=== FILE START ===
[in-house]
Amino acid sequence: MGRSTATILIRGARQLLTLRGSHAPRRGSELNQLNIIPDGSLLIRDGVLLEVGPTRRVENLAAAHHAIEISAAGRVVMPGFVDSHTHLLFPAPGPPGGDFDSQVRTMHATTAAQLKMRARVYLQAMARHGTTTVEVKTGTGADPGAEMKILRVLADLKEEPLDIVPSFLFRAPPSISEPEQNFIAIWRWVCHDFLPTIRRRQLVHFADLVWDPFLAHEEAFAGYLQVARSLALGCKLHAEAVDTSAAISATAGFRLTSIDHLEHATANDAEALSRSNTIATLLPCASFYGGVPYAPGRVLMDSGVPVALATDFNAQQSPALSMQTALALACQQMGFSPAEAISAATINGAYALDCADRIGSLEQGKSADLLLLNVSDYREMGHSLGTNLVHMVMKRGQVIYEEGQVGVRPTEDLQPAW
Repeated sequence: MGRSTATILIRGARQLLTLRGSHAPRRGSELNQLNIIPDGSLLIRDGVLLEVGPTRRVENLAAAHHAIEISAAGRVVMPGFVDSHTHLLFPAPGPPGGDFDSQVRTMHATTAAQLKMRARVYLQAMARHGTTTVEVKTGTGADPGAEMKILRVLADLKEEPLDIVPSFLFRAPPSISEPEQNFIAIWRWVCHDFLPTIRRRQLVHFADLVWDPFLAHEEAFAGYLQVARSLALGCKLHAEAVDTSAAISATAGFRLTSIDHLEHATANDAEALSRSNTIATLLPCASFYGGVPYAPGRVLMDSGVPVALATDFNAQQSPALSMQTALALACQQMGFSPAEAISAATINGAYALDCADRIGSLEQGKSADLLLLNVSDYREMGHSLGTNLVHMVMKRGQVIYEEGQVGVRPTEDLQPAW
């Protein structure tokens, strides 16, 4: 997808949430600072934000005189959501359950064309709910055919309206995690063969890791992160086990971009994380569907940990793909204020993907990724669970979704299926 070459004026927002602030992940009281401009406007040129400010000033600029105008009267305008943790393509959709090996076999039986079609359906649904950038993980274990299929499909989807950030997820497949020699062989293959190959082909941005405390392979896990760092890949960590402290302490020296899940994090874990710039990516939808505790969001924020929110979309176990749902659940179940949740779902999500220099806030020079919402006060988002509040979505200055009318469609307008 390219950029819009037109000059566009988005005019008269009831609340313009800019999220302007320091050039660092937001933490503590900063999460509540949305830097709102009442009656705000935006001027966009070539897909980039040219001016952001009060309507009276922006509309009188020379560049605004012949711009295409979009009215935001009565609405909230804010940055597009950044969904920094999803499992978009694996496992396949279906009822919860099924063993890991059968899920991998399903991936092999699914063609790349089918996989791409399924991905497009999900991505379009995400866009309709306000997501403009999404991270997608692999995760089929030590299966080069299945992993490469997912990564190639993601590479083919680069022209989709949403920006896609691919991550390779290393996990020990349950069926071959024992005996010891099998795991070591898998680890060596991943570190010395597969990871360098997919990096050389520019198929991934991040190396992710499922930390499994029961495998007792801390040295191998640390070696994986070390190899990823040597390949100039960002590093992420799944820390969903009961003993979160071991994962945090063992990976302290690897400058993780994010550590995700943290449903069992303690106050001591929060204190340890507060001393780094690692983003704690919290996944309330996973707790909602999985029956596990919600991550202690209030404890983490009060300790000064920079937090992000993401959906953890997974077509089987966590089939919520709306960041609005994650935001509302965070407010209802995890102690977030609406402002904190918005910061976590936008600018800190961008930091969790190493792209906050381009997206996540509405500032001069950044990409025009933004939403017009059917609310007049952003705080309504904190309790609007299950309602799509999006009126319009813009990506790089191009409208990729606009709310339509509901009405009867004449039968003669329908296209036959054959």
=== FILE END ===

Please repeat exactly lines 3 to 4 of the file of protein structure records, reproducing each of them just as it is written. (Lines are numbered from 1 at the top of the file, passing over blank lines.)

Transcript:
Repeated sequence: MGRSTATILIRGARQLLTLRGSHAPRRGSELNQLNIIPDGSLLIRDGVLLEVGPTRRVENLAAAHHAIEISAAGRVVMPGFVDSHTHLLFPAPGPPGGDFDSQVRTMHATTAAQLKMRARVYLQAMARHGTTTVEVKTGTGADPGAEMKILRVLADLKEEPLDIVPSFLFRAPPSISEPEQNFIAIWRWVCHDFLPTIRRRQLVHFADLVWDPFLAHEEAFAGYLQVARSLALGCKLHAEAVDTSAAISATAGFRLTSIDHLEHATANDAEALSRSNTIATLLPCASFYGGVPYAPGRVLMDSGVPVALATDFNAQQSPALSMQTALALACQQMGFSPAEAISAATINGAYALDCADRIGSLEQGKSADLLLLNVSDYREMGHSLGTNLVHMVMKRGQVIYEEGQVGVRPTEDLQPAW
């Protein structure tokens, strides 16, 4: 997808949430600072934000005189959501359950064309709910055919309206995690063969890791992160086990971009994380569907940990793909204020993907990724669970979704299926 070459004026927002602030992940009281401009406007040129400010000033600029105008009267305008943790393509959709090996076999039986079609359906649904950038993980274990299929499909989807950030997820497949020699062989293959190959082909941005405390392979896990760092890949960590402290302490020296899940994090874990710039990516939808505790969001924020929110979309176990749902659940179940949740779902999500220099806030020079919402006060988002509040979505200055009318469609307008 390219950029819009037109000059566009988005005019008269009831609340313009800019999220302007320091050039660092937001933490503590900063999460509540949305830097709102009442009656705000935006001027966009070539897909980039040219001016952001009060309507009276922006509309009188020379560049605004012949711009295409979009009215935001009565609405909230804010940055597009950044969904920094999803499992978009694996496992396949279906009822919860099924063993890991059968899920991998399903991936092999699914063609790349089918996989791409399924991905497009999900991505379009995400866009309709306000997501403009999404991270997608692999995760089929030590299966080069299945992993490469997912990564190639993601590479083919680069022209989709949403920006896609691919991550390779290393996990020990349950069926071959024992005996010891099998795991070591898998680890060596991943570190010395597969990871360098997919990096050389520019198929991934991040190396992710499922930390499994029961495998007792801390040295191998640390070696994986070390190899990823040597390949100039960002590093992420799944820390969903009961003993979160071991994962945090063992990976302290690897400058993780994010550590995700943290449903069992303690106050001591929060204190340890507060001393780094690692983003704690919290996944309330996973707790909602999985029956596990919600991550202690209030404890983490009060300790000064920079937090992000993401959906953890997974077509089987966590089939919520709306960041609005994650935001509302965070407010209802995890102690977030609406402002904190918005910061976590936008600018800190961008930091969790190493792209906050381009997206996540509405500032001069950044990409025009933004939403017009059917609310007049952003705080309504904190309790609007299950309602799509999006009126319009813009990506790089191009409208990729606009709310339509509901009405009867004449039968003669329908296209036959054959």